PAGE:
What are your plans in the near future?
We want to develop our dining offering further and develop our events field, which functions well even now, especially in terms of technology, for example by offering modern solutions using smartphones and tablet computers. We plan to make greater use of such solutions in general. The Apple stores and airports are my models for that. There are a lot of solutions there that could be adopted by us in the hotel industry, for example when it comes to checking in or conferences. I don’t see any reason why it shouldn’t be possible to use a smartphone or a QSR code stored on it as a room key, along the lines of the solutions used at airports. I believe there’s still a lot of potential for development there and further opportunities to distinguish ourselves from our competitors. I don’t want to have a hotel that’s just like all the others. We have to think ahead. That includes looking out for successful solutions in other fields and implementing them here, as well as a certain openness and eagerness to experiment in general.
Do you have sufficient freedom here to do things your own way?
Of course we have group guidelines that we have to follow but we’re a family-run company with nine hotels, and considerably quicker and more flexible in many respects than a mega enterprise with several thousand hotels. Our tenth hotel, in Taormina in Sicily, will join the group next year, by the way. We’re also working on further projects in European metropolises, as well as in New York, Africa and Rio. Another key difference is that all our hotels are owned by us. In other words, we aren’t a pure management company like almost all other large hotel chains. Our capital is invested in our hotels. Of course that also has an effect on our everyday business. The general managers are expected to run their hotel like their own company. Anyone without an entrepreneurial spirit who simply waits for instructions from the head office would be out of place. That’s quite unlike many large chains and requires a certain managerial type. Of course we also have corporate guidelines but also a great deal of freedom. Good communication between the managers of our nine hotels is very important. That makes it possible for good solutions to be adopted quickly by other hotels. Such experimentation and development is what makes my work so attractive.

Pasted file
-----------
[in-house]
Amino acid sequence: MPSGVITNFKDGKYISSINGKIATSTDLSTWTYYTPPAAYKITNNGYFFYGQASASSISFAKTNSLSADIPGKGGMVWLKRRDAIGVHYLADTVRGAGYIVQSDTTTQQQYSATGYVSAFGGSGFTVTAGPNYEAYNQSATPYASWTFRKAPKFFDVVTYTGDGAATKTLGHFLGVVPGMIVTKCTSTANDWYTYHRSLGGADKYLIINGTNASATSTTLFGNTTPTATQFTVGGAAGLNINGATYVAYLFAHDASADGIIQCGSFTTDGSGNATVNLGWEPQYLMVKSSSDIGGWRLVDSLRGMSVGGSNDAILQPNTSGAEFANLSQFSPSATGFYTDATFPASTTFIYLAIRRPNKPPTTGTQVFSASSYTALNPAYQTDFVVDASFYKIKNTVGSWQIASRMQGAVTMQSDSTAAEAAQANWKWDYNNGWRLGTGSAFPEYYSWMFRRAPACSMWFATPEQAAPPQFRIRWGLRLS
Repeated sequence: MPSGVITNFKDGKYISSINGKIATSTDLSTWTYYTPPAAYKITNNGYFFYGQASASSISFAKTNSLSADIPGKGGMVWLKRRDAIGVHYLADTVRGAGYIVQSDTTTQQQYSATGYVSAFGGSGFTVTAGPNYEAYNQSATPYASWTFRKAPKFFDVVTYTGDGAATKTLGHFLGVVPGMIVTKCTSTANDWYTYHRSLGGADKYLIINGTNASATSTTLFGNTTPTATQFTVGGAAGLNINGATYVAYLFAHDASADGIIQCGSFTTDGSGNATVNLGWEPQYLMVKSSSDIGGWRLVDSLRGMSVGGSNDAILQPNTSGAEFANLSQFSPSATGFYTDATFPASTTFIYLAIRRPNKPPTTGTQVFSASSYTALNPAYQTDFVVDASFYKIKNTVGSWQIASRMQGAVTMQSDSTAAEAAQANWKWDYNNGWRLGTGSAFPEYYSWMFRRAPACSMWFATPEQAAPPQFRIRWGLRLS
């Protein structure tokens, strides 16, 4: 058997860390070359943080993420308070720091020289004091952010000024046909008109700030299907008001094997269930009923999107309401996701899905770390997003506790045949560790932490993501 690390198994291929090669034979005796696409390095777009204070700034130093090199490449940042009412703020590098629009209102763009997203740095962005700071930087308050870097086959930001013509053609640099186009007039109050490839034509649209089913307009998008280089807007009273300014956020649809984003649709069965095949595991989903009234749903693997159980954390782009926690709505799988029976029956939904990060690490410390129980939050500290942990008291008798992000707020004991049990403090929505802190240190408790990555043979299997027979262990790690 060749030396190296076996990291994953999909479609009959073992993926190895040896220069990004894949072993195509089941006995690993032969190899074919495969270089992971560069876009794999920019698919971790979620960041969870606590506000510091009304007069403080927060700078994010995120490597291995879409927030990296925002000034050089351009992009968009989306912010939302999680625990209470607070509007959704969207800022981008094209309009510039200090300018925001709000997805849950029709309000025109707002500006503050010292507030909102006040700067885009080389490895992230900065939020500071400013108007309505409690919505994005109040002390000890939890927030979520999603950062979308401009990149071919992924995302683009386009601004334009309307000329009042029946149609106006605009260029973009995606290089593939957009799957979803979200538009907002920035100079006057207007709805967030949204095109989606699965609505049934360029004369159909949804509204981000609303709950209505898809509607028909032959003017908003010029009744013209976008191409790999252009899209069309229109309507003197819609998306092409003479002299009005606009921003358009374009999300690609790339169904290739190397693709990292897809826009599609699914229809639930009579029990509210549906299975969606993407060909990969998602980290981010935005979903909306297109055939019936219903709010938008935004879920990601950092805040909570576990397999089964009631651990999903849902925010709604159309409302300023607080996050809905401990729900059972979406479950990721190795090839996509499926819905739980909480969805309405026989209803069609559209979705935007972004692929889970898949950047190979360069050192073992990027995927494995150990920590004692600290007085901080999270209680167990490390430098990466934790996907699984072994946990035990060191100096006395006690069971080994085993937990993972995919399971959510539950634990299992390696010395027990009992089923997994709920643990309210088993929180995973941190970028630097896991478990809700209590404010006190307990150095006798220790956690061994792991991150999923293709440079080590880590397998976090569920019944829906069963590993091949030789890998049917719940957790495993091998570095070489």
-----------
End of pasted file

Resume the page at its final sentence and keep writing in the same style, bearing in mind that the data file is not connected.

When it comes to experimenting, does having such a historic hotel pose difficulties?
On the contrary: we see our great past as a commitment for the present and the future. Our hotel set standards in the premium segment in Budapest over a hundred years ago and that should remain the case. It’s a question of carefully retaining the achievements of the past, while also satisfying the demands of the 21st century, i.e. combining tradition and modernity. Of course we need to know what direction we want to head in but we also shouldn’t forget our history.
When did you begin work as general manager here?
A year and a half ago. The time has passed incredibly quickly and I don’t have a fixed-term contract. As long as our owners are satisfied with what we’re doing here, I don’t see any reason to turn my back on Budapest. My predecessor was here for six years. I can envisage a similar timeframe.
Some managers would already gradually be thinking about packing their bags again.
To my mind that doesn’t make any sense. I don’t regard stays of shorter than four to five years as very meaningful. Luckily my approach is in line with our very long-term company philosophy.
You even go so far as to live in the hotel itself.
That’s not strictly true. I don’t live here in the hotel – that’s a key point. We also have 26 residences in a separate building that we manage. That’s where I’m living at the moment. The two buildings are connected but essentially I go home in the evening from work like anyone else. Probably I won’t continue living there forever. I don’t intend to carry on living there throughout my time at the hotel like my predecessors, but for the start it’s naturally perfect. I’m relieved of having to take care of a lot of things myself that I would have to if I had, say, a house in Buda. And of course that begins with the complicated search for a suitable home…
You live not only near your workplace but also in the centre of an exciting district of Budapest. Do you take advantage of that?